15 December 2000
Watchdog’s second bite at tractor logo
By Isabel Davies
A CONSUMER watchdog is set to launch another complaint against the British Farm Standard after its initial objections to the scheme were thrown out.
The Advertising Standards Authority has already rejected three claims by the Food Commission that a brochure promoting the scheme was misleading.
But a spokeswoman for the commission, which campaigns for safe, wholesome food, has hinted that it is preparing to lodge another complaint.
Simon Rayner, public relations manager for the National Farmers Union, which launched the scheme last June, said he was not surprised to find opposition.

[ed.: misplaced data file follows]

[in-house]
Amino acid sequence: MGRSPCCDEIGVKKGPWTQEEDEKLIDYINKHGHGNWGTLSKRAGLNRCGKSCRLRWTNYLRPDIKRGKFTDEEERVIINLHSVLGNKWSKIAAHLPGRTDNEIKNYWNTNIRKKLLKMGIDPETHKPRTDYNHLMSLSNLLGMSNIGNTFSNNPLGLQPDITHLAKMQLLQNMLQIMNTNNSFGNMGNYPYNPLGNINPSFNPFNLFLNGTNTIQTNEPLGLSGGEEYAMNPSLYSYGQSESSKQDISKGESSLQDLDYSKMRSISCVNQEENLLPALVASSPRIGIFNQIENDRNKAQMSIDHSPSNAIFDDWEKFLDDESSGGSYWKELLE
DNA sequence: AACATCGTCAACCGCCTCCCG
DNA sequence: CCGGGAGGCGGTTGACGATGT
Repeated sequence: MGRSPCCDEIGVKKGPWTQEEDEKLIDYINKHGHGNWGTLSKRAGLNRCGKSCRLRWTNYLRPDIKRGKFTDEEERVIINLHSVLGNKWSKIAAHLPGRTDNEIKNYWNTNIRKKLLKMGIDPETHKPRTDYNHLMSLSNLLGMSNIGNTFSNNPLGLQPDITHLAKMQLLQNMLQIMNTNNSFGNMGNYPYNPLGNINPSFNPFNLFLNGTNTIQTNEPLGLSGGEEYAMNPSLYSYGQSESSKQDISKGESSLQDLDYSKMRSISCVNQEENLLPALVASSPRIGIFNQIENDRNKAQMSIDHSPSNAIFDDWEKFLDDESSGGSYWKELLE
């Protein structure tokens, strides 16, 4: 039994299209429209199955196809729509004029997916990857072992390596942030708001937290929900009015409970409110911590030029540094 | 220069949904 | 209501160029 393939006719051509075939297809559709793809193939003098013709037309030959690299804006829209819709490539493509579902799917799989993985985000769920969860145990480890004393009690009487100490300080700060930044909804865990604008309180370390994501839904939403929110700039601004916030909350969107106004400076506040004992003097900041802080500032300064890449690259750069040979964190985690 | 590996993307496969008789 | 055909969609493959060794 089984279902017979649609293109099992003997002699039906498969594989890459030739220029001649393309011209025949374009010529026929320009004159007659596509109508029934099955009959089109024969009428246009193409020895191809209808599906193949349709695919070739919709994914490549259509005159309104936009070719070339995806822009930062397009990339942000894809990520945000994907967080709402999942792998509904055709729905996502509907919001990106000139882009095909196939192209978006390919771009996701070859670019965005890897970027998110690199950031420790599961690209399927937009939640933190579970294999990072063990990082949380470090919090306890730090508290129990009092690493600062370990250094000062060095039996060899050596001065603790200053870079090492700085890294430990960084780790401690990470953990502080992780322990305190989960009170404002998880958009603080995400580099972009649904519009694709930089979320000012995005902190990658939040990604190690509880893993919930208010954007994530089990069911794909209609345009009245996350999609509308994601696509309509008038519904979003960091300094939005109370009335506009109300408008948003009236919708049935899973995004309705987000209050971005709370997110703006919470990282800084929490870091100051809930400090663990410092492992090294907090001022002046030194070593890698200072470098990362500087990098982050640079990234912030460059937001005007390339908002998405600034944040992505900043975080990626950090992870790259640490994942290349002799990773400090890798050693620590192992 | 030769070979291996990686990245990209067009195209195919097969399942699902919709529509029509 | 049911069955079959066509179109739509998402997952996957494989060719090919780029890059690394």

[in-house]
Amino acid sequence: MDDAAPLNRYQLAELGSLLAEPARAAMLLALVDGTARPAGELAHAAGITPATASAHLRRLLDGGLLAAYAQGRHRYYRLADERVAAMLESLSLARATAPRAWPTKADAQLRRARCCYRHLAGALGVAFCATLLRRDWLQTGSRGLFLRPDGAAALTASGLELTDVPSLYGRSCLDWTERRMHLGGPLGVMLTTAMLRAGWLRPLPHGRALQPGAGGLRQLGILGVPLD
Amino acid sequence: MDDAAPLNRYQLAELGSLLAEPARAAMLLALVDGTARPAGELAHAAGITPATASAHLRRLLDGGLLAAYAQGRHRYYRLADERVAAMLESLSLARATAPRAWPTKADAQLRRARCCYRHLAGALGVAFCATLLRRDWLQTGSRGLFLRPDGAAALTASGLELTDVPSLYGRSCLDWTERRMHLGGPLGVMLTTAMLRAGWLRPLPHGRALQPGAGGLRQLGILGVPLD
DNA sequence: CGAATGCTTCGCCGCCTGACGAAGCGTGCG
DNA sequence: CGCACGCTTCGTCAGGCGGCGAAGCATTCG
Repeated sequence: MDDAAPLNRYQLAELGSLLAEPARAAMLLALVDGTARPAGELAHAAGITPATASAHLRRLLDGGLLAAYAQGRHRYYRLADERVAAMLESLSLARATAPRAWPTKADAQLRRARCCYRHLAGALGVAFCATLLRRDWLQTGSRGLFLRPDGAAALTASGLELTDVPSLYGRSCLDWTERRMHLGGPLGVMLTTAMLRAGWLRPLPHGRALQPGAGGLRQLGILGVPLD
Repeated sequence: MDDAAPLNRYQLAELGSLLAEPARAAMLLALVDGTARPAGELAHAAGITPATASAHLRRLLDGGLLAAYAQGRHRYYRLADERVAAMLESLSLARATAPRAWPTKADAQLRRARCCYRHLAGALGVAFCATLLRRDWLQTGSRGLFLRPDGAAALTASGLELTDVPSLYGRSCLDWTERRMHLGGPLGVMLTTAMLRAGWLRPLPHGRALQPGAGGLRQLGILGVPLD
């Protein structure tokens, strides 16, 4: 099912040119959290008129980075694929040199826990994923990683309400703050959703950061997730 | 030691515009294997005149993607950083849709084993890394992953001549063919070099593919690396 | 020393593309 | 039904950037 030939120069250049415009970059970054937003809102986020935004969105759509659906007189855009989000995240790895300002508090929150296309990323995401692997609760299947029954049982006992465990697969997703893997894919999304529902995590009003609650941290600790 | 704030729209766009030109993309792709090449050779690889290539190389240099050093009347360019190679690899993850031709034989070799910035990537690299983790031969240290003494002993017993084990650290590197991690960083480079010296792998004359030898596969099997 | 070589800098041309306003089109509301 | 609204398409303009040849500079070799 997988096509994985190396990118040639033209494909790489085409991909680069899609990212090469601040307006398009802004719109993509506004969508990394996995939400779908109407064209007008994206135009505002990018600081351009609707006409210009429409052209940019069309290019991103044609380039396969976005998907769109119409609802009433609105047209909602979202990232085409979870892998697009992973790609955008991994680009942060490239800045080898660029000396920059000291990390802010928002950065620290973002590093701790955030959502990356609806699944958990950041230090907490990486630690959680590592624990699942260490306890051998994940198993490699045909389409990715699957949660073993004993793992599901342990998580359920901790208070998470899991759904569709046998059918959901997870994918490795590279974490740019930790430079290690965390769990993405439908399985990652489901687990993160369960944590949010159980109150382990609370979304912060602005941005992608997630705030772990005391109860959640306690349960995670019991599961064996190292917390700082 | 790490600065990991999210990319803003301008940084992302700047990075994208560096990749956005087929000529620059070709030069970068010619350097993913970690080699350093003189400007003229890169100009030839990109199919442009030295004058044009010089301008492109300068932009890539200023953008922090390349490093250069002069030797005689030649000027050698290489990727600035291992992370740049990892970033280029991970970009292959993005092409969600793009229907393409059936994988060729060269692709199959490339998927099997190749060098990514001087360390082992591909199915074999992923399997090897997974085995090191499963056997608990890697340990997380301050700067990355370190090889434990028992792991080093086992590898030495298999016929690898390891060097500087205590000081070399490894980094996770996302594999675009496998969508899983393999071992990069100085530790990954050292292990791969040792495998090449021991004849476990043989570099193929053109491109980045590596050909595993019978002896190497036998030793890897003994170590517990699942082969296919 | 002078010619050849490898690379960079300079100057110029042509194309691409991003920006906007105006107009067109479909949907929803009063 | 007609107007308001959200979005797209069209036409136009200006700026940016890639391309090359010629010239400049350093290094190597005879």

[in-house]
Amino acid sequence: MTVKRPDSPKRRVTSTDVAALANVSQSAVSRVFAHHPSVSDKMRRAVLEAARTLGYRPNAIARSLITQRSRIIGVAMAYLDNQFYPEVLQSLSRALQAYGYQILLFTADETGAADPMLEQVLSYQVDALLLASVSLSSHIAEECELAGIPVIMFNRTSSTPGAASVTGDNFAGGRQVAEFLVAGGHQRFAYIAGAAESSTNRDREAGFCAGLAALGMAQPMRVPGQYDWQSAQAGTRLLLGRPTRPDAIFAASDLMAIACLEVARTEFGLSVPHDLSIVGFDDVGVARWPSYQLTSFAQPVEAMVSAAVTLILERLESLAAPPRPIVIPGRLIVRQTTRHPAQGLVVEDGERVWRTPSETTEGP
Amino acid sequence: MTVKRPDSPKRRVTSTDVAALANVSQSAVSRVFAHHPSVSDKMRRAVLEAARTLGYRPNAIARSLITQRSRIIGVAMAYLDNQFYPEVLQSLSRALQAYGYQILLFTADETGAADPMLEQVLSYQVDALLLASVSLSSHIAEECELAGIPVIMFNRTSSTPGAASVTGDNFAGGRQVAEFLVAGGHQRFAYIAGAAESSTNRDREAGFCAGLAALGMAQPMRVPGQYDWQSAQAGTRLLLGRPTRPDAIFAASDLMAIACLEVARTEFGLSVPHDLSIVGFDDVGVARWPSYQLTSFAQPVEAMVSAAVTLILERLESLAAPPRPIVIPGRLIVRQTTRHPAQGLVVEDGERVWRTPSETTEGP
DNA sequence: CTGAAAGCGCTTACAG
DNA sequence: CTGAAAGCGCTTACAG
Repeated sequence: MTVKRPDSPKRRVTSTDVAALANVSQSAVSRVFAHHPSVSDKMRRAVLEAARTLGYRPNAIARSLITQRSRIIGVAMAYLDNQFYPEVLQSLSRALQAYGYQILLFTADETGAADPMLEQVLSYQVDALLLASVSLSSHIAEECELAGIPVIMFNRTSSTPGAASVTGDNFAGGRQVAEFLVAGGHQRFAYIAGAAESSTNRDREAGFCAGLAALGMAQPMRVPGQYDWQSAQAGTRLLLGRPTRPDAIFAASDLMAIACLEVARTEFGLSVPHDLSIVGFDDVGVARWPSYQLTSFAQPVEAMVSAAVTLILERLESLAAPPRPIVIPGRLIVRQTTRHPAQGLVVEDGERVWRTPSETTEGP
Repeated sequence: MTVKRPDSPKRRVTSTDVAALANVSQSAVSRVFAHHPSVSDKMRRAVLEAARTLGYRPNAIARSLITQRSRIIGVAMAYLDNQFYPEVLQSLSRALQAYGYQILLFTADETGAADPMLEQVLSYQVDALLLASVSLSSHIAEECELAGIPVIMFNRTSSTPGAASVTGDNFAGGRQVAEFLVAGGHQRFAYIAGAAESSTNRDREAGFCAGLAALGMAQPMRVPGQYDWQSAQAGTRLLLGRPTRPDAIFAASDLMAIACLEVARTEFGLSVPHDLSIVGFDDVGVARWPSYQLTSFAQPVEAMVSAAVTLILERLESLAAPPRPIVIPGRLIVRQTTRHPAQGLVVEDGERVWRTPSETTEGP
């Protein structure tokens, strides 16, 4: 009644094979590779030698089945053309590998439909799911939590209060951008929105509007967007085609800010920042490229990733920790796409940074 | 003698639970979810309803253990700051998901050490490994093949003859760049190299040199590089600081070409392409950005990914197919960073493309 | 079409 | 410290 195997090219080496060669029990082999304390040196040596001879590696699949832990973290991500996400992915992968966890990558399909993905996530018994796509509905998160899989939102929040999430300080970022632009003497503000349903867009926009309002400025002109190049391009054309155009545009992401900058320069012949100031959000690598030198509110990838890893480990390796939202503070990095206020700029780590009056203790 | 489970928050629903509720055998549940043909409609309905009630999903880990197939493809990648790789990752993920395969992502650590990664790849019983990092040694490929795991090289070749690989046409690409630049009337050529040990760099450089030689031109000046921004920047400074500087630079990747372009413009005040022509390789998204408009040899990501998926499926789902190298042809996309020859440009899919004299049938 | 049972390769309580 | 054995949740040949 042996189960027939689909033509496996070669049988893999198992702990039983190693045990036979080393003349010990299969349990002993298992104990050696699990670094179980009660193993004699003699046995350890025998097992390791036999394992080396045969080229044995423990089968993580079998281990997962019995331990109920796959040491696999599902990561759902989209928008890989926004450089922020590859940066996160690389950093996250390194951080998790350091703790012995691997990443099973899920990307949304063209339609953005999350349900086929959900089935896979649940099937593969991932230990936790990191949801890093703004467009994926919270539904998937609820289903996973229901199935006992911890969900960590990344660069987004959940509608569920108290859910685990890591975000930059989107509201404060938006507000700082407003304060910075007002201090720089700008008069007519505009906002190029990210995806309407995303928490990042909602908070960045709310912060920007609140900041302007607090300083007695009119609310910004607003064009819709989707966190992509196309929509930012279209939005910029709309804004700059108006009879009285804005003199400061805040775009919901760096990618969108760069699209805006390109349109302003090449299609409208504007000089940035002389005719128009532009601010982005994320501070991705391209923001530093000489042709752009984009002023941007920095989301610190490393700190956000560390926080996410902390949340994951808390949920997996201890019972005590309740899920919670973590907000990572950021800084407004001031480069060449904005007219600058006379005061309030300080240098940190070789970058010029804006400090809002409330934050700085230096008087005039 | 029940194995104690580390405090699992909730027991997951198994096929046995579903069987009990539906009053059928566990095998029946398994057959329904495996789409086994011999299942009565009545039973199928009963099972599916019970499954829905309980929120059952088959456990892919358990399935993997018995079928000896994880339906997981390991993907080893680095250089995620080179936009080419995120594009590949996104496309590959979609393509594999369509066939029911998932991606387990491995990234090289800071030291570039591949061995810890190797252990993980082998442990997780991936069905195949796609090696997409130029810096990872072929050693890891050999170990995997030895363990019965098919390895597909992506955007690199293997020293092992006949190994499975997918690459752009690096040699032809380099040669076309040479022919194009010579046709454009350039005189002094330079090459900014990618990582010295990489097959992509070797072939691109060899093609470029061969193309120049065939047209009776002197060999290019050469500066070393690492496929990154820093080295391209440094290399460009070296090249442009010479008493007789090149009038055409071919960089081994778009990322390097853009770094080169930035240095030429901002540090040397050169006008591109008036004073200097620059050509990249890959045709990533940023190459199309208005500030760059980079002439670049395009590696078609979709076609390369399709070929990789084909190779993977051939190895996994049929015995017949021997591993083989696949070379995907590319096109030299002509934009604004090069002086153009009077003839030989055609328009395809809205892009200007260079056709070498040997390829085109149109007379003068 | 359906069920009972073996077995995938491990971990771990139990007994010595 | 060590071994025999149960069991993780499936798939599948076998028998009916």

But the Food Commissions complaints seemed to be more of an attack on the assurance schemes on which the standard is based than anything else.
“Farmers invest a lot of time and money in assurance, and it is good they can stand up and make these claims,” said Mr Rayner.
The aim of the standard was to signify good -quality, affordable food that was produced without damaging the environment, he added.
No one was claiming that it was the highest standard available.